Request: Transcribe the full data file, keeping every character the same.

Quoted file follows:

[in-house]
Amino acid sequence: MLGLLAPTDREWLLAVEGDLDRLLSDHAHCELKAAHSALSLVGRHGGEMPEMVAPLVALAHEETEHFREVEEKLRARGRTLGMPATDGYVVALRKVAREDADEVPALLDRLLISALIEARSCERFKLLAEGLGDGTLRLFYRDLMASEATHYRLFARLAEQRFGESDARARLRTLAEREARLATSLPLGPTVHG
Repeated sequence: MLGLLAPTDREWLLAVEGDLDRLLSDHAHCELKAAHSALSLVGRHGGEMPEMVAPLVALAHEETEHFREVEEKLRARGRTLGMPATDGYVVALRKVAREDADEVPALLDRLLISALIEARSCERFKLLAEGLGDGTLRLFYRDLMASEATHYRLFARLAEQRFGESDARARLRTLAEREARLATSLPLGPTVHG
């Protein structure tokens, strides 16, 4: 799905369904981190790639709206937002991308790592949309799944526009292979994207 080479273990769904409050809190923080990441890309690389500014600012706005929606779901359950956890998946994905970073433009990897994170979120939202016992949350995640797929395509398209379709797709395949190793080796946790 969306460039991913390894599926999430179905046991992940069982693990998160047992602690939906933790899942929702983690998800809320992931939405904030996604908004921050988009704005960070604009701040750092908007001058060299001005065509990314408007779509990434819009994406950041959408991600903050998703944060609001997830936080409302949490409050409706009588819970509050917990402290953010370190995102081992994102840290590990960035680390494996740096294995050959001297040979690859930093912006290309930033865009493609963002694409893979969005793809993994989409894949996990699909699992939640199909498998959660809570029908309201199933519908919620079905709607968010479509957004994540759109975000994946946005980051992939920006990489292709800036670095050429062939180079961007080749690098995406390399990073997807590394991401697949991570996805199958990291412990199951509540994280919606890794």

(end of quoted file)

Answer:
[in-house]
Amino acid sequence: MLGLLAPTDREWLLAVEGDLDRLLSDHAHCELKAAHSALSLVGRHGGEMPEMVAPLVALAHEETEHFREVEEKLRARGRTLGMPATDGYVVALRKVAREDADEVPALLDRLLISALIEARSCERFKLLAEGLGDGTLRLFYRDLMASEATHYRLFARLAEQRFGESDARARLRTLAEREARLATSLPLGPTVHG
Repeated sequence: MLGLLAPTDREWLLAVEGDLDRLLSDHAHCELKAAHSALSLVGRHGGEMPEMVAPLVALAHEETEHFREVEEKLRARGRTLGMPATDGYVVALRKVAREDADEVPALLDRLLISALIEARSCERFKLLAEGLGDGTLRLFYRDLMASEATHYRLFARLAEQRFGESDARARLRTLAEREARLATSLPLGPTVHG
């Protein structure tokens, strides 16, 4: 799905369904981190790639709206937002991308790592949309799944526009292979994207 080479273990769904409050809190923080990441890309690389500014600012706005929606779901359950956890998946994905970073433009990897994170979120939202016992949350995640797929395509398209379709797709395949190793080796946790 969306460039991913390894599926999430179905046991992940069982693990998160047992602690939906933790899942929702983690998800809320992931939405904030996604908004921050988009704005960070604009701040750092908007001058060299001005065509990314408007779509990434819009994406950041959408991600903050998703944060609001997830936080409302949490409050409706009588819970509050917990402290953010370190995102081992994102840290590990960035680390494996740096294995050959001297040979690859930093912006290309930033865009493609963002694409893979969005793809993994989409894949996990699909699992939640199909498998959660809570029908309201199933519908919620079905709607968010479509957004994540759109975000994946946005980051992939920006990489292709800036670095050429062939180079961007080749690098995406390399990073997807590394991401697949991570996805199958990291412990199951509540994280919606890794």